How many beetle-pollinated flowers do you know? Among a few, Pond Apple and Sweetbay Magnolia, both in flower now.
What I really like about Pond Apple lives primarily in my imagination and in old photos, especially ones taken a century ago by botanist John Kunkel Small. Back in the day, as they say on Pawn Stars, Pond Apple was debatably “the” broadleaf tree of the Everglades Area, especially the southern rim of Lake Okeechobee where it formed a Pond Apple forest, also an arboreal force to reckon with bordering Biscayne Bay. Back then and there the PA’s became jungle trees to maybe 60′ tall, festooned with epiphytes and birds, and complete with buttress roots. Today we encounter the trees mostly as modest-sized individuals in wet habitats, or in cultivated landscapes.
The primitive flowers have six thick fleshy petals, vanilla-yellow-white with reddish markings at the base. There’s a huge number of stamens and a hundred separate carpels (female units), each with just one seed. The female pollen-receiving stigmas become sticky and receptive before the flower enters its male phase. The carpels fuse later into the “apple.”
The floral visitors are varied species of beetles drawn by the scent. The flower tends to form a chamber that shelters the beetles and keeps them happy munching the succulent petals and perhaps mating during the flower’s passage from the female phase through pollen release. The strongest fragrance emerges in the evening, which is also the time the pollen comes free to dust the critters. The flower gets pollinated by providing a beetle rumpus room.
Most flowers serve nectar as a reward for insect visitors. But Pond Apple provides a pound of petal-flesh as the price to pay for reproduction. (Similar to paying college tuition for human pondapples.) If you think beetle pollination is weird, other Annona species rely on thrips, cockroaches, and probably sometimes flies to do the job.
Pond Apples range from Florida to South America, and to Africa. Is the tree actually native in Africa? I don’t know, probably not. The tree has become an invasive exotic nuisance in additional tropical regions such as Southeast Asia and especially in Australia, where it represents our revenge for the Melaleuca. (And its cousin the Bottlebrush getting pesky.)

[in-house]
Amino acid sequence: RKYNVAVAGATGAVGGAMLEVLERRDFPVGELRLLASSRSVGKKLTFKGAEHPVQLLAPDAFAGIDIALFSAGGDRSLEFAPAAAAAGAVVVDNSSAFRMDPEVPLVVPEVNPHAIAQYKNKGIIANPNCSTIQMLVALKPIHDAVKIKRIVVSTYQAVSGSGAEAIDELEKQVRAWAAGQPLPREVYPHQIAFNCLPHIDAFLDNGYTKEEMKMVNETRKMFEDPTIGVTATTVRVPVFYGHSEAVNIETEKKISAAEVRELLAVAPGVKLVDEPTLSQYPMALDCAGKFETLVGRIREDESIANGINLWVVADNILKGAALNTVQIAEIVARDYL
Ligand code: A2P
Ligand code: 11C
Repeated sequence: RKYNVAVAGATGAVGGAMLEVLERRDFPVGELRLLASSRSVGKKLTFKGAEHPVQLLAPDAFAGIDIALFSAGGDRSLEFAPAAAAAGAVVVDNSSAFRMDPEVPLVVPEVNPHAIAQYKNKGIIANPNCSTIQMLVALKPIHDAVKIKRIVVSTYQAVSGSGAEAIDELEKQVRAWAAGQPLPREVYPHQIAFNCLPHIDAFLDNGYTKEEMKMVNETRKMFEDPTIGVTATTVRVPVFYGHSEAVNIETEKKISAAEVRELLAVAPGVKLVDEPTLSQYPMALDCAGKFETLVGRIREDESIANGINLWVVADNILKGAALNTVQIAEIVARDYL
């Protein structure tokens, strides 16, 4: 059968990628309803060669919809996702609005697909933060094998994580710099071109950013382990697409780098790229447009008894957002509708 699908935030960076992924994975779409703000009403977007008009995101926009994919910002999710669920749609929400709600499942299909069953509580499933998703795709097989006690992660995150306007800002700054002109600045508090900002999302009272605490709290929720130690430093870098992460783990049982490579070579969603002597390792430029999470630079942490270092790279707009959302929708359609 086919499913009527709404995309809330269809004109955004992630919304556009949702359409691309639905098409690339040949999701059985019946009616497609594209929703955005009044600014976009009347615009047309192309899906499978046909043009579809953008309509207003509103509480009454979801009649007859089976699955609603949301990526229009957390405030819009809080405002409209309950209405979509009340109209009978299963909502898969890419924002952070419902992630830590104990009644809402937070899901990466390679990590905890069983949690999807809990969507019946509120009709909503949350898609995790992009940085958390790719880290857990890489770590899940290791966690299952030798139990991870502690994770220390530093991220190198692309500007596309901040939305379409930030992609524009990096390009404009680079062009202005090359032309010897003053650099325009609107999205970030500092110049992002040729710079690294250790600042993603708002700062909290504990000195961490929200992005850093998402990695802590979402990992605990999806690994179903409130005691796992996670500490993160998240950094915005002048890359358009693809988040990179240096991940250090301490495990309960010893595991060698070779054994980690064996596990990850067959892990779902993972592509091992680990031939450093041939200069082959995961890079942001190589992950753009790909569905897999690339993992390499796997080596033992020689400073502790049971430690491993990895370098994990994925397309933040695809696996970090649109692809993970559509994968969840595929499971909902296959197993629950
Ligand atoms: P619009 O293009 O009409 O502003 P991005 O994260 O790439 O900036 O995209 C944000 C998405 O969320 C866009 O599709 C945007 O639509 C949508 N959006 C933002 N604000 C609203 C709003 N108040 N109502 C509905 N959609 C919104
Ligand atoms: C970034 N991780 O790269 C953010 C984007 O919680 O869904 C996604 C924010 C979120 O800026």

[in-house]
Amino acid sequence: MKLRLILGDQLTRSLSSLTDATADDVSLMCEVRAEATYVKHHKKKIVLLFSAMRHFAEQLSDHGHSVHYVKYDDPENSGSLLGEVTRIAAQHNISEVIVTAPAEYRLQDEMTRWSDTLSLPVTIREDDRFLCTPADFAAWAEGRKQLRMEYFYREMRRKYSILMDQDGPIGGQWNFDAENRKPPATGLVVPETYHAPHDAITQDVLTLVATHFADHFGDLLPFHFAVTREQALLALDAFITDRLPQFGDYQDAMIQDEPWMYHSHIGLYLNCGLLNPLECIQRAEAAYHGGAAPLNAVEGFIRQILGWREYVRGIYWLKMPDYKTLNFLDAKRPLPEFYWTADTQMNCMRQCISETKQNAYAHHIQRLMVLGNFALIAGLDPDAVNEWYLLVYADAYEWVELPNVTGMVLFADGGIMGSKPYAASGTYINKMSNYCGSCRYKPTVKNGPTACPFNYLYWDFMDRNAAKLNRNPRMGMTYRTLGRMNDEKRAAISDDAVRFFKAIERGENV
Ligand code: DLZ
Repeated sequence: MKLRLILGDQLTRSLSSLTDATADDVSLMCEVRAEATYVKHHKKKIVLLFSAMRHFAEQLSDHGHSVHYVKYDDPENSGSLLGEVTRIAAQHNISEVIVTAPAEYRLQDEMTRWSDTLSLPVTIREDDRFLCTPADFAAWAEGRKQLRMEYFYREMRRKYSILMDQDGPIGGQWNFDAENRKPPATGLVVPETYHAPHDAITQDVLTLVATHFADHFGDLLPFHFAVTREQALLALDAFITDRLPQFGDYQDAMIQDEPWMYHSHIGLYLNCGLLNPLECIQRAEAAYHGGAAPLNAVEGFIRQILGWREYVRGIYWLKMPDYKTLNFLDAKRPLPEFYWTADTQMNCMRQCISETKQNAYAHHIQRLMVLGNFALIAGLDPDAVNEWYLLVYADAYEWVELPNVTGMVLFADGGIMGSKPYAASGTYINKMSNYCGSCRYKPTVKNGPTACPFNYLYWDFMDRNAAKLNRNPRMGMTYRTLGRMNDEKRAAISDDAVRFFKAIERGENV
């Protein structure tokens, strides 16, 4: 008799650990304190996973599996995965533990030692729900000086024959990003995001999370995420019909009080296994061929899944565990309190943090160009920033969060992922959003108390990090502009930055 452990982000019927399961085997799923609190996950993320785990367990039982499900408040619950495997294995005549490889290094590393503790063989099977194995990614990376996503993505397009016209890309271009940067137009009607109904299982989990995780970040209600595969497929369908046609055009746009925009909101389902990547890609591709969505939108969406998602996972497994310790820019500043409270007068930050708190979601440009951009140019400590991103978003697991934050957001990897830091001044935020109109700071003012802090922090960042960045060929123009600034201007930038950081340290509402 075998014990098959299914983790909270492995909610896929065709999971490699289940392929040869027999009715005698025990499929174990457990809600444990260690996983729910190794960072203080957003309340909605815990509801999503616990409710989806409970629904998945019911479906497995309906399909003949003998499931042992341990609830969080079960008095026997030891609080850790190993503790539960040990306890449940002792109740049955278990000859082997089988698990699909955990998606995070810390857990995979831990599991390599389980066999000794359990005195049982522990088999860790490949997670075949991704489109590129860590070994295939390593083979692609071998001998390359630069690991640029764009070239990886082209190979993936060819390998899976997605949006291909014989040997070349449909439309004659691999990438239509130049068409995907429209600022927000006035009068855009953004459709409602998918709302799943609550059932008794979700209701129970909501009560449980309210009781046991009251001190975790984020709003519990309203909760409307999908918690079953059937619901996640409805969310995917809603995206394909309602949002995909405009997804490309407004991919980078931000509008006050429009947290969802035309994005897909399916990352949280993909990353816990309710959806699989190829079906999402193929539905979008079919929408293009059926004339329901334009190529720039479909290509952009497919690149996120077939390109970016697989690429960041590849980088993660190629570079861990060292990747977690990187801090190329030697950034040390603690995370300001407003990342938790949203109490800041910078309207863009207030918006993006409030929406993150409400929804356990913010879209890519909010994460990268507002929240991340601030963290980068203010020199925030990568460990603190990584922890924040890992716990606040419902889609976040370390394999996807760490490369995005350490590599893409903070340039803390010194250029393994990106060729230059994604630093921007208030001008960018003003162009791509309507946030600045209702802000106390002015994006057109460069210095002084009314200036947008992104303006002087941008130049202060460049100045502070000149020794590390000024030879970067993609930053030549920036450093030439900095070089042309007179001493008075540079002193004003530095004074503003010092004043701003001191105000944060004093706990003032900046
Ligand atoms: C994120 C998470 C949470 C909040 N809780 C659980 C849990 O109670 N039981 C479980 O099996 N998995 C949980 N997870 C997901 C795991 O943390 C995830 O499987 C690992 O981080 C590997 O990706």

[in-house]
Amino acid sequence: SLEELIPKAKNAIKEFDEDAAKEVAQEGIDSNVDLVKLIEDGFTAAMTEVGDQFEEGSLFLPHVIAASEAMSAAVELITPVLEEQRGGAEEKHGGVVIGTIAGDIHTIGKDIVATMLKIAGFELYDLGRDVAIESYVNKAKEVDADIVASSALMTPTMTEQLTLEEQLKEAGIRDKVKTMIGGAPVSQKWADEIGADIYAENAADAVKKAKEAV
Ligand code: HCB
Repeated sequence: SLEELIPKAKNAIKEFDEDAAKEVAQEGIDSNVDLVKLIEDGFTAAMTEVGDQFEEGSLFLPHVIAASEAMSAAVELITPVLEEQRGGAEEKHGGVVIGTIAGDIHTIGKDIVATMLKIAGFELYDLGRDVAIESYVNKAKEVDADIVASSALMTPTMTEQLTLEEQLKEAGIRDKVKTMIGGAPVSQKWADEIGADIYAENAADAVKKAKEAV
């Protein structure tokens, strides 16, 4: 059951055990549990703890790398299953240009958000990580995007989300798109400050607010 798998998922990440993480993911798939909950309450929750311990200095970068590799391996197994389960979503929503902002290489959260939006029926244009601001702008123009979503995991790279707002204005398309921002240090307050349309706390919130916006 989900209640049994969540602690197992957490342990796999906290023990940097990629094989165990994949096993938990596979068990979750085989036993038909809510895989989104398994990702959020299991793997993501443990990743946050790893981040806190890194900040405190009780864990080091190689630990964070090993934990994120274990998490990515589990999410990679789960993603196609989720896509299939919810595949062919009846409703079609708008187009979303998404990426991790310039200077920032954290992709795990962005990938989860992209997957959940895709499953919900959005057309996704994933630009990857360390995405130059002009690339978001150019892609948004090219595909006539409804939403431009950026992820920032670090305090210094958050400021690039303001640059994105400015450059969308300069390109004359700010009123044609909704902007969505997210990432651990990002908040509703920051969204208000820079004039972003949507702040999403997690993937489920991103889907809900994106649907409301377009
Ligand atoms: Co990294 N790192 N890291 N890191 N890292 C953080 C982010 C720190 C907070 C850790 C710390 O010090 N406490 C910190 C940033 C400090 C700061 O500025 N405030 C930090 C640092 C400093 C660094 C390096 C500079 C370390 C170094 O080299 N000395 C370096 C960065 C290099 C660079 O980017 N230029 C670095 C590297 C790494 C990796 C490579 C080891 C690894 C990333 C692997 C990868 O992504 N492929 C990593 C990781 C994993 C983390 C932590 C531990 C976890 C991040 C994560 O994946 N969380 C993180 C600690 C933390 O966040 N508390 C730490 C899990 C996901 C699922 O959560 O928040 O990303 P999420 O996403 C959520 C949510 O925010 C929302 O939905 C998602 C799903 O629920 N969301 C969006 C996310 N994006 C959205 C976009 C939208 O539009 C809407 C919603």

Pond Apple is in the same family as Pawpaws, which have similar flowers. I ate a pawpaw once maybe a trifle unripe. It knocked me out cold and I woke up vomitoria. Closer kin is in the same genus are much-better-tasting fruits: Atemoyas, Cherimoyas, Custard-Apples, Soursops, and Sweetsops. Pond Apple serves as a locally adapted grafting rootstock for some of these, and has been hybridized with some of the tasty species. Pond Apple fruits are yucky to humans, but raccoons savor the flavor. Raccoon scat sometimes looks like PA seed conglomerate. Pigs like them too, a fact well known to land managers where Pond Apple is an invasive pest. So do iguanas and some monkeys.
The trees produce bioactive principles and have too many historical medicinal uses to start listing. Most interestingly, modern research has shown anti-cancer properties from the seeds.
Any good in the landscape? Sure. The PBSC Campus has several very purty specimens, and there’s a good-looking individual in my yard. Although wet places are the natural home, the species fares well under normal residential conditions, even unwatered or only lightly assisted after establishment. Sun or reasonable shade are okay. The upside is general prettiness, fast growth, and curious flowers. The downsides are fast growth, low branching, unwieldy watersprouts, messy fruits, reportedly toxic seeds, and seasonal leafdrop. The seeds are easy to sprout, and yes, I’ve tried them plucked out of raccoon poop—works fine but really no need to go stalk a racoon.